Washington-based advertising startup XappMedia, a pioneer in the emerging field of interactive audio advertising, is about to make listening to the radio a lot more interesting. Well, at least for people with media jobs in online advertising agencies, anyway.
Having recently launched its latest audio advertising platform Xapp Ads, which it describes as “hands free, eyes free, voice activated ads that provide a new solution for monetizing the growing Internet radio and mobile audio audiences”, it’s also just announced a that it’s raised a tidy $3 million in seed funding.
The power of voice
XappMedia ads are designed to be audially, as opposed to visually, engaging – something that many art directors and account managers may have forgotten about with the rise of the Visual Web. They begin rather conventionally, these ads. But don’t switch your attention off: the introductory promotional spiel will be deftly followed by a call to action, not by swiping or clicking, but by speaking. Listeners simply say a designated phrase out loud, whereupon they get a promotional offer or purchase a product.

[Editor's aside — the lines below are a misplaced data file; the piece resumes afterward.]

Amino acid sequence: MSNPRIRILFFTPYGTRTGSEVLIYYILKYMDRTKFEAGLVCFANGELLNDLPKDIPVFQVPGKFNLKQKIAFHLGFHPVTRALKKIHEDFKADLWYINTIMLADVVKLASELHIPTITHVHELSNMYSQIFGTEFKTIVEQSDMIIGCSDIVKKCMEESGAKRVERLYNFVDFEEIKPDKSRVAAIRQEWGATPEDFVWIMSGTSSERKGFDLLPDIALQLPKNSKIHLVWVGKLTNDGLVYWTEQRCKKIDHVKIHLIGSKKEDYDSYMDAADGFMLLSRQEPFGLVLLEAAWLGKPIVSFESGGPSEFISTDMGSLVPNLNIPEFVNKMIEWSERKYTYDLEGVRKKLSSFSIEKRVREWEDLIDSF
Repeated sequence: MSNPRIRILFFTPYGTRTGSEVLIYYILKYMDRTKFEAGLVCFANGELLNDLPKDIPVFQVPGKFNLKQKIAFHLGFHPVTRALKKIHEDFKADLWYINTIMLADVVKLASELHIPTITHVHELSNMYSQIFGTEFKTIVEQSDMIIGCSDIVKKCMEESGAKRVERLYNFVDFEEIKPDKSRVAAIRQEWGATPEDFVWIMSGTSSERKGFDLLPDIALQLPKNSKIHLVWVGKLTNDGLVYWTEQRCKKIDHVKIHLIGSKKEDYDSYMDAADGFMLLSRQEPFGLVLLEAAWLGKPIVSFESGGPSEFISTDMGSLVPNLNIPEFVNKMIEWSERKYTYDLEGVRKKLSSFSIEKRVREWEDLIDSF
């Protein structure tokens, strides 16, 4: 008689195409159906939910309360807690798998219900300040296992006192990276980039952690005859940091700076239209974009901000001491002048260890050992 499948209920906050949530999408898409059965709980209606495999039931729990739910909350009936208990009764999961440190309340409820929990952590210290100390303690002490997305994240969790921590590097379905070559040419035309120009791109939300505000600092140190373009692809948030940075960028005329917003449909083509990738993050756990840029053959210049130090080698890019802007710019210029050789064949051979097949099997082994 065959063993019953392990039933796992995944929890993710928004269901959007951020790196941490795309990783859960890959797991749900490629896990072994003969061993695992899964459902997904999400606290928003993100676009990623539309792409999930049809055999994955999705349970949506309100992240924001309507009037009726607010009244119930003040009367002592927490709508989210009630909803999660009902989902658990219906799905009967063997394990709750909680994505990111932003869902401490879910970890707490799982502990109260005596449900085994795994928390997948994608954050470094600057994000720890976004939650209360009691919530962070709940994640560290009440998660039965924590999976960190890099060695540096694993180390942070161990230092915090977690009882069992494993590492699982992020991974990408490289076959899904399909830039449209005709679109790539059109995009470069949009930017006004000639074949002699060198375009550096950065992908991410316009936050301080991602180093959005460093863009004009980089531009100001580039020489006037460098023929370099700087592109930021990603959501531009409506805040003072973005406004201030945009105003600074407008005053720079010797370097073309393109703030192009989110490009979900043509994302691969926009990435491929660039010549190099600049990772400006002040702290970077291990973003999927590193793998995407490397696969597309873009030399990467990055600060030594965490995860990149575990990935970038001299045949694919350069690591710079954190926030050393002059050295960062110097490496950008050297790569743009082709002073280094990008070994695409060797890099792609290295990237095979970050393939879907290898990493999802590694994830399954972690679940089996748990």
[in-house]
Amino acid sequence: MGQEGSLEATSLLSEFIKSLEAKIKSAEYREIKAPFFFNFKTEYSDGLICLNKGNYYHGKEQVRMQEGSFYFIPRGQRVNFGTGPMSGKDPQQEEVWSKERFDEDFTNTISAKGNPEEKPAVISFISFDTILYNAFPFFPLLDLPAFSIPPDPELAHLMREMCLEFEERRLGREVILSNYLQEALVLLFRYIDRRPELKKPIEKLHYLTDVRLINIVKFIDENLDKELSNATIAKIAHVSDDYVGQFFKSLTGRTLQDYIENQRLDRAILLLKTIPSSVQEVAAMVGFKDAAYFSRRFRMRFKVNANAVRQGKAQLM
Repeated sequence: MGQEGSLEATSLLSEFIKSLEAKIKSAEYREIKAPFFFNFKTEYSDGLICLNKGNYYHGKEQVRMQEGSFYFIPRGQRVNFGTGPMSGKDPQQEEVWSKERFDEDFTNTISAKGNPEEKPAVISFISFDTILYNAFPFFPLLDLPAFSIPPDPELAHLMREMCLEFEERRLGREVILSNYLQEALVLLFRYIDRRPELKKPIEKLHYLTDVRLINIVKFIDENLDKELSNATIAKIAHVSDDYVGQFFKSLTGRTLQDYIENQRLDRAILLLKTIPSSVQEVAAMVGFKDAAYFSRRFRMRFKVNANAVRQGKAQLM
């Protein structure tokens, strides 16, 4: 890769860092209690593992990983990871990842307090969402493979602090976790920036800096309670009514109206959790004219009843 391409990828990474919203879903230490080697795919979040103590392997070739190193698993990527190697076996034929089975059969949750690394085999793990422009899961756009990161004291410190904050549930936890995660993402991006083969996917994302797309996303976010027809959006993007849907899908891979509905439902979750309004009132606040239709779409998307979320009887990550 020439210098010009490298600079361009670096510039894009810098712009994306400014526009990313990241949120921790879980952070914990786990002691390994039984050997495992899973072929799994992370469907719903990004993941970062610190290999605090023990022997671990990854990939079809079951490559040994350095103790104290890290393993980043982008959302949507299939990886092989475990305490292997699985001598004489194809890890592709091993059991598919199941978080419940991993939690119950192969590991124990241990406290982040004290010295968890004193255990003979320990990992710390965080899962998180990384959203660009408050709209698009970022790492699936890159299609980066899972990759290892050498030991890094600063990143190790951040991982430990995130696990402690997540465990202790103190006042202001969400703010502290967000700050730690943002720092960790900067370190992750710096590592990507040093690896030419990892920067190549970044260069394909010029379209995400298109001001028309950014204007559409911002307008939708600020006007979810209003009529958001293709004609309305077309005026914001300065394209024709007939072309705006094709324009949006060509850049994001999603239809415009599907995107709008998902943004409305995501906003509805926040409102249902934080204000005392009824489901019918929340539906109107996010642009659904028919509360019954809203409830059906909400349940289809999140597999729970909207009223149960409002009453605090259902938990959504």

National Public Radio was XappMedia’s first paid client after its official launch in March this year. And National Public Radio, shrewd account managers will appreciate, has got reach. It charges just a little over $20 for CPMs.
Speaking about the Xapp Ads platform, the startup’s CEO, Pat Higbie, said:
“We’re about giving consumers a voice and connecting them with advertisers and publishers. We’re calling it an “ultra mobile device.” You can use it when you’re walking, driving, or the phone is in your pocket or on your dashboard.”
Now here’s what ultra mobile interactive audio advertising means. Essentially, these ads are for people who may be using their smartphones but aren’t in a position at that moment to touch their screens, as Higbie describes. That’s the kind of situation where a banner ad is about as useful as a chocolate coffee pot. But with XappMedia, advertisers and agencies can still run interactive ads and engage effectively, too.
The startup’s recent seed funding was led by its executive chairman and founder, Frank Raines, and unnamed angel investors.